Human Resources

Office or transactional processes, such as Human Resources, often struggle with process improvement. The “work” is difficult to visualize, and all the training is geared towards “manufacturing”.

Studies have shown that most inefficiencies occur in the office processes of a company, not in the manufacturing area. That is because the focus has been on manufacturing since the beginning of time, so they have been working at it longer, the flow of work is easier to visualize, and there are more people in an office setting than manufacturing.

We have experience making that connection for the office processes. Here is a simple approach you can take:

  • Why should we do lean?
    • Determine case for change, why does this function need to do things differently (financial terms)?
    • Who are your primary customers? What are they saying about need for change?
    • Not sure what your customers want? Send surveys and interview to determine priorities.
  • Who gets the priority for lean?
    • What products and services does function provide to the primary customers? How many of each? What is the satisfaction from customer of those products and services?
    • Align products and services to organizational structure (resources) to get full picture.
    • Where are function resources spending their time doing? Start time charging if no data available.
    • Which area within this function needs the most help, based on existing financial, customer and process/scorecard data? If data does not exist, stop and gather before proceeding. Look for areas with high customer importance and few resources, and vice versa.
    • Review impact of office processes on organization (time and effort impact on the company), not just resource impact within that function.
      • HR examples: Mandatory training, performance reviews, job requisition process, annual paperwork, employee services, etc
  • When will we roll out lean to all?
    • Determine time frame for initial training to all (leader and employee)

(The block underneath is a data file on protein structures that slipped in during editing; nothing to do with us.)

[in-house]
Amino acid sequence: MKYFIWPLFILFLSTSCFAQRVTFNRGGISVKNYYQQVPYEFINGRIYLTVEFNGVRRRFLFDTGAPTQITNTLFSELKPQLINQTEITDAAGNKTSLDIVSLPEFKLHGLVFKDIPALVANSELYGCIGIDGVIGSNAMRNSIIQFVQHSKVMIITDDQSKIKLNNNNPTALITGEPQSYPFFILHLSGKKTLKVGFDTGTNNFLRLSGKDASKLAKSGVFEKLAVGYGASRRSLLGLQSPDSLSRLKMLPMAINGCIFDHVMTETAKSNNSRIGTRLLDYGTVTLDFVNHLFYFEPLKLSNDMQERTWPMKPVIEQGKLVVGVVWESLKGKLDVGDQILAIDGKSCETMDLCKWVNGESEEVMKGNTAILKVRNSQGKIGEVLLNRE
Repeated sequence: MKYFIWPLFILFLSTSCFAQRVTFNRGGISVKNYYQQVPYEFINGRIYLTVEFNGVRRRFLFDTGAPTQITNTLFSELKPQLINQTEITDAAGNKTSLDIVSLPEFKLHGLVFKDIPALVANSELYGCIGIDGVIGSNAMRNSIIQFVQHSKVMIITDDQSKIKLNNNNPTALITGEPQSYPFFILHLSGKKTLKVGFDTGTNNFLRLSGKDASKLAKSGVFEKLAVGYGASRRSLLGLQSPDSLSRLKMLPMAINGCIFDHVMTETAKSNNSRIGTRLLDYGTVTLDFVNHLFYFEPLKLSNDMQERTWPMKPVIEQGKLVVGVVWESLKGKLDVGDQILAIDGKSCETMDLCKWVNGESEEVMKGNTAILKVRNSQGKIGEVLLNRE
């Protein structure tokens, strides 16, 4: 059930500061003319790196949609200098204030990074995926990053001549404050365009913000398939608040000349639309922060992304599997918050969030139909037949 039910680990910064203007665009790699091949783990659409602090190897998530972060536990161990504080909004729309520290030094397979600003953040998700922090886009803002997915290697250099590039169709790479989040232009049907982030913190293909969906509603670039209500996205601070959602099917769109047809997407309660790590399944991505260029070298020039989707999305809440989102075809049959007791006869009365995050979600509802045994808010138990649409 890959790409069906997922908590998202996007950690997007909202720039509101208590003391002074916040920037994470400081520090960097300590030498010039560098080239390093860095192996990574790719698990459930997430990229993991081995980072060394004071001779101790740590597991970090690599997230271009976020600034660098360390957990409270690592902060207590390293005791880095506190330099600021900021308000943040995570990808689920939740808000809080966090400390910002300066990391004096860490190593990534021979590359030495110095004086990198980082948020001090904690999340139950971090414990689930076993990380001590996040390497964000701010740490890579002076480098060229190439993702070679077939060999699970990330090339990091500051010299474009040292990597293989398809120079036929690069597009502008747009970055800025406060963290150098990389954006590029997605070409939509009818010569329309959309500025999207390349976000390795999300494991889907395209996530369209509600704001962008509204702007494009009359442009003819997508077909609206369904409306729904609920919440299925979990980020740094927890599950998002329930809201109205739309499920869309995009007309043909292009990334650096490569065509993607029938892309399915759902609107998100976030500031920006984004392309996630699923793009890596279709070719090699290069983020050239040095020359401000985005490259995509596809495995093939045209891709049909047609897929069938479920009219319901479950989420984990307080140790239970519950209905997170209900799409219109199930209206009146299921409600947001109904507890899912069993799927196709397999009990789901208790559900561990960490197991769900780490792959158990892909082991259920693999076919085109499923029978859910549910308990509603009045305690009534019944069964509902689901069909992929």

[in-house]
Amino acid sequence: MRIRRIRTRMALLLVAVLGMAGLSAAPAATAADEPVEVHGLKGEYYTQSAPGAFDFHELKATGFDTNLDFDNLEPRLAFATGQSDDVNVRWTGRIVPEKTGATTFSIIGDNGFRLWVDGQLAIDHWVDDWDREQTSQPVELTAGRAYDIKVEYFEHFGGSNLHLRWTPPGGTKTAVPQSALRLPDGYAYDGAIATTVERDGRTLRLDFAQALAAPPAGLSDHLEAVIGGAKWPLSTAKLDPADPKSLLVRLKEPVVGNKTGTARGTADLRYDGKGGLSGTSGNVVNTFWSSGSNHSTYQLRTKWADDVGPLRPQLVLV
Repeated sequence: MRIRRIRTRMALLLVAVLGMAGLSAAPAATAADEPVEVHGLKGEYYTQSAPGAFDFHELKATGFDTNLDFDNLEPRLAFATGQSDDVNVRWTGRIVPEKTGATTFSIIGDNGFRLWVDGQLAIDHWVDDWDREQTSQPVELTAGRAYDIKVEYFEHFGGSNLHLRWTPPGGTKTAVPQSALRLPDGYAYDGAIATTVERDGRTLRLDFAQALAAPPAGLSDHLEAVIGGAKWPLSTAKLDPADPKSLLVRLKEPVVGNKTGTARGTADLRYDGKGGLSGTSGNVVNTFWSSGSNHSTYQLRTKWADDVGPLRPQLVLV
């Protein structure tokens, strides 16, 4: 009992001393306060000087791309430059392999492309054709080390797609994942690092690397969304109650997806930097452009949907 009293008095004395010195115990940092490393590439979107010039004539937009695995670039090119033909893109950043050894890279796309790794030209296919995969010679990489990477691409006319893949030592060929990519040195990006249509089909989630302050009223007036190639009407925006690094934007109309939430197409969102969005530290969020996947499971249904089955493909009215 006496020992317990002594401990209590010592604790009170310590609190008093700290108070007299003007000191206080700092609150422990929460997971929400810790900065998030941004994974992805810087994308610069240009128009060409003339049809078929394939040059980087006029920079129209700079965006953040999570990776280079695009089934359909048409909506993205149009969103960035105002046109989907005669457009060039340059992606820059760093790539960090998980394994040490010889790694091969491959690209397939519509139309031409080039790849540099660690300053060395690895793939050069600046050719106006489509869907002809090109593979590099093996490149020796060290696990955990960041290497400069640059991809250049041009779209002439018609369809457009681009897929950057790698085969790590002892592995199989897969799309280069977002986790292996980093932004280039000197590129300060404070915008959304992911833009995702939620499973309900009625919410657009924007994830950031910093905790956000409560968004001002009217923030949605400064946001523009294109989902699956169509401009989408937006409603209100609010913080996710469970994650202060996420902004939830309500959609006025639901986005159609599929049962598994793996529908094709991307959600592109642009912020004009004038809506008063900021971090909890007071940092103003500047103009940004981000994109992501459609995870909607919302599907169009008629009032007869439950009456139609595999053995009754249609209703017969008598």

• Identify lean resources available, or bring in expertise
    • Develop implementation and communications plan for lean (schedule of events and activities, not specific focus areas at this time)
  • Where do we improve first?
    • Analyze and prioritize opportunities
    • Complete lean training to all, specialized training to lean resources and priority areas
    • Generate small success stories, to gain buy-in and support
  • What do we improve?
    • Execute lean events and projects (mapping, analysis, outputs, resources, cycle times, demand, costs, ideas)
    • Increase skills and quantity of lean resources
    • Implement action plans from events and manage overall lean plan
  • How did we do?
    • Verify actions completed and improvements are quantified
    • Modify lean plan based on feedback and engagement
  • Maintain and Start Over
    • Revise lean plan and time frame
    • Develop continuous improvement mindset and
    • Implement long term sustainment (training and mentoring)
    • Address systemic problems (outside function) and data measurement issues

You can read more about this approach to time charging and products and services in an office setting in an article we wrote >>


Want to learn more about Lean and Six Sigma tools, and apply them to an improvement projects? Check out these low-cost online courses and certification programs



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